While the United States may be a global economic leader in many industries, affordability and equal access to quality healthcare are areas where we still painfully lag. The passage of the Affordable Care Act (ACA) in 2010 created mandates aimed at steering us in a new direction of how we deliver and pay for healthcare. Using effective models from other countries with access to universal healthcare, Medicare has become the test bed for alternative healthcare payment systems such as value-based and flexible payments.
Healthcare value based payment models are focused on payment based on the value and/or outcome of the healthcare provided, instead of being based on “activity”. This type of model creates incentives for collaboration and coordination across providers to improve patient health outcomes. Value based payments give providers the ability to increase the quality of care provided by being better able to dedicate needed time to each patient, to more fully address their needs. It also supports the value of preventative care alongside treating existing and emergent conditions, which can create massive healthcare cost savings for patients and health plans over time, while improving overall population health.
A closer look at healthcare value based payment models
First, let’s explore how some of these alternative payment models work.
Accountable Care Organizations (ACOs)
As described by the Commonweath Fund, “ACOs are networks of physicians, hospitals, and other providers that voluntarily come together to be held accountable for the cost and quality of care for attributed patients.” These networks pool together to share financial risks of not providing effective care.
Fee-for-service linked with quality and value
Fee-for-service is a model that currently exists in US healthcare as the standard payment model – it pays providers based on activities, often based on pre-approved “playbooks” for treatment of specific conditions. The shift to being linked with quality and value means that providers are still able to be paid by activity, but those activities are less bound to a standard set of treatments and more strongly linked to performance and patient outcomes.
Population-based Global Payments
This model creates a spending target around defined groups of patients – often the participating providers are also an ACO – with the goal of reigning in spending. The overall goal is to increase the provision of high quality, effective healthcare care over low-value ineffective activities that produce poor patient outcomes.
The benefits of healthcare value based payment models
Now let’s explore several of the benefits of healthcare value based payment models:
When healthcare payments are tied to actual outcomes, providers are given more flexibility in how they provide care, allowing for them to use leading research- and evidence-based innovations and approaches in patient care. Providers are better able to collaborate and coordinate to provide broad-spectrum care.
Improved patient outcomes and equitable access to care
When providers are rewarded through value based payments, they are able to achieve several key objectives. This includes providing more preventative care, which can dramatically improve individual patient outcomes, thereby increasing overall population health. Providers are also better able to work with underserved communities and help patients overcome barriers to care that persist with standard payment models.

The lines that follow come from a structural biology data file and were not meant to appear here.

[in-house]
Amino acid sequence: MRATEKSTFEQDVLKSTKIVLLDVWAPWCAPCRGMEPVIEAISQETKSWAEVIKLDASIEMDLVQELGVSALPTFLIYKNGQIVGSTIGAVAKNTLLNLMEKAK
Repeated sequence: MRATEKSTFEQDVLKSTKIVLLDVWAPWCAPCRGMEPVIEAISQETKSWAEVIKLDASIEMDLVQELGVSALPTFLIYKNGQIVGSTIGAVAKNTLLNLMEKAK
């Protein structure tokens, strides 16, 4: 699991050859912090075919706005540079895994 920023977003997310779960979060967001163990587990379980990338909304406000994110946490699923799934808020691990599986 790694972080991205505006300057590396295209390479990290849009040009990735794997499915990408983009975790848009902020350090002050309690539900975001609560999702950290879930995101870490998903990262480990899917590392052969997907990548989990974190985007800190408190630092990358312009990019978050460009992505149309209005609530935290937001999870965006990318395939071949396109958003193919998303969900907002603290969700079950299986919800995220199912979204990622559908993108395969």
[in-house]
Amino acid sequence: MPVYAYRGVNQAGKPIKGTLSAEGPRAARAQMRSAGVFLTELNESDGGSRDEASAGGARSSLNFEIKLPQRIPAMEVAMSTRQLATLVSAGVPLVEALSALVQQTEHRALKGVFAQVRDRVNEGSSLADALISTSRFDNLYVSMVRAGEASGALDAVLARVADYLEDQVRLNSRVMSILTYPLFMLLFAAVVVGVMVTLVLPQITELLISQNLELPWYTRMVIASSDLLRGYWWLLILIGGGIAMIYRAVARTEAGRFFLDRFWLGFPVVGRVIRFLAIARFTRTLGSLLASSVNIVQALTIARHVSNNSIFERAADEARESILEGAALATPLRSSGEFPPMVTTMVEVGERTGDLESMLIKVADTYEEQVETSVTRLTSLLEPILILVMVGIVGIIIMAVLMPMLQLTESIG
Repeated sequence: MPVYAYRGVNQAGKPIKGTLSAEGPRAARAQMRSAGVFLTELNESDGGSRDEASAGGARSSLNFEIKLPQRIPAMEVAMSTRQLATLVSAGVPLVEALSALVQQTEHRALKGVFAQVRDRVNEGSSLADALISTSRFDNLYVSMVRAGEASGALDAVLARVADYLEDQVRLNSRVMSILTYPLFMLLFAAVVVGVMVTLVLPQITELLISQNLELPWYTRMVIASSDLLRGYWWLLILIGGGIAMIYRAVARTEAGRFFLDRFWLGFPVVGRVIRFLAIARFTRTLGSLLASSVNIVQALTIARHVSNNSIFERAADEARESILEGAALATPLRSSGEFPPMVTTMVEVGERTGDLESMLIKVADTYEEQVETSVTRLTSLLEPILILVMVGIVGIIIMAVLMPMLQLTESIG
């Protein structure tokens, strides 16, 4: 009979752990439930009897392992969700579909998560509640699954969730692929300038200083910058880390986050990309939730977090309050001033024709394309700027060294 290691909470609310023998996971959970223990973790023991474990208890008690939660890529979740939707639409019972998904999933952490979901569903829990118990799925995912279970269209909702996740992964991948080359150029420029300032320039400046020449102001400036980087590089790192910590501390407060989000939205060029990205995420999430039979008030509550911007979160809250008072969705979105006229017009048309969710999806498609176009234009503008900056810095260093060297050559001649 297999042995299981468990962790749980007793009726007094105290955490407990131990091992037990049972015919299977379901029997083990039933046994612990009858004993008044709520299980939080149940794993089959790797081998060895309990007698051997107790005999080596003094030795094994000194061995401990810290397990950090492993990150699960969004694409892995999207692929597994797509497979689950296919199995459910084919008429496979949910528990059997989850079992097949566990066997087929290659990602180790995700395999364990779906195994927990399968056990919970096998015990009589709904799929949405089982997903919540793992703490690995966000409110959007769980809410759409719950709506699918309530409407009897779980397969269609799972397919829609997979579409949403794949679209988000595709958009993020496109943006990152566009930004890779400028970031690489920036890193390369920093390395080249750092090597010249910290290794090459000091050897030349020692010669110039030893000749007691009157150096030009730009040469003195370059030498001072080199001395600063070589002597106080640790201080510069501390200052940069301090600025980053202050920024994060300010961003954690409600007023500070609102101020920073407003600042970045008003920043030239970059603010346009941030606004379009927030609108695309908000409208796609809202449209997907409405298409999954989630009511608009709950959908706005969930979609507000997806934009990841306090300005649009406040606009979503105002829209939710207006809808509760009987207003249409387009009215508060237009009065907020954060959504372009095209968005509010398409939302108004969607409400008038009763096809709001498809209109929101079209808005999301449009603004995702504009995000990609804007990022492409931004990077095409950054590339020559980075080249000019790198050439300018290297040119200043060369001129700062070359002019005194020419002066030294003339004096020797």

Value based healthcare payment models help the entire healthcare system realize cost savings, from top to bottom. Providers waste fewer resources on low-quality care, preventative care helps stave off higher costs of condition management, provider ACOs share more financial risk with health plan providers, and patients overall get more value for their dollar when it comes to care.
Positive impact: value based payment metrics
Let’s explore the impact of these alternative healthcare payment models through some value based payment metrics:
For health plans
Commercial health plans are using alternative healthcare payment models such as value based payments for a third of their current payments, and growing. For studies focused on Medicare providers using APMs, hundreds of millions of dollars were saved over several years. However, to achieve long-term meaningful results, these models will need to be expanded.
For healthcare organizations
Healthcare organizations reduce the provision of low-value care when rewarded for performance and actual patient outcomes. Currently 10-20% of provided care is considered low value. To push this number towards zero, we need deeper investment in healthcare value based payments with larger system-wide buy-in and effects.
As system-wide costs go down, patients will find health plans more affordable and their out-of-pocket costs will continue to go down. Increased efficiency within the healthcare system, as well as the shift to valuing actual outcomes, will increase overall patient well-being, while helping prevent conditions that are expensive and complex to treat once they have emerged.
Healthcare value based payments are on the rise and as these programs expand, they will be able to realize greater benefits to patients, payers, and providers. Increased efficiency will reduce wasted time and monetary resources, performance- and outcome-based care will help close equity and care gaps, and overall population health will rise. While large system-wide changes are challenging to implement, their value to all impacted stakeholders make the transition well worth the effort for everyone.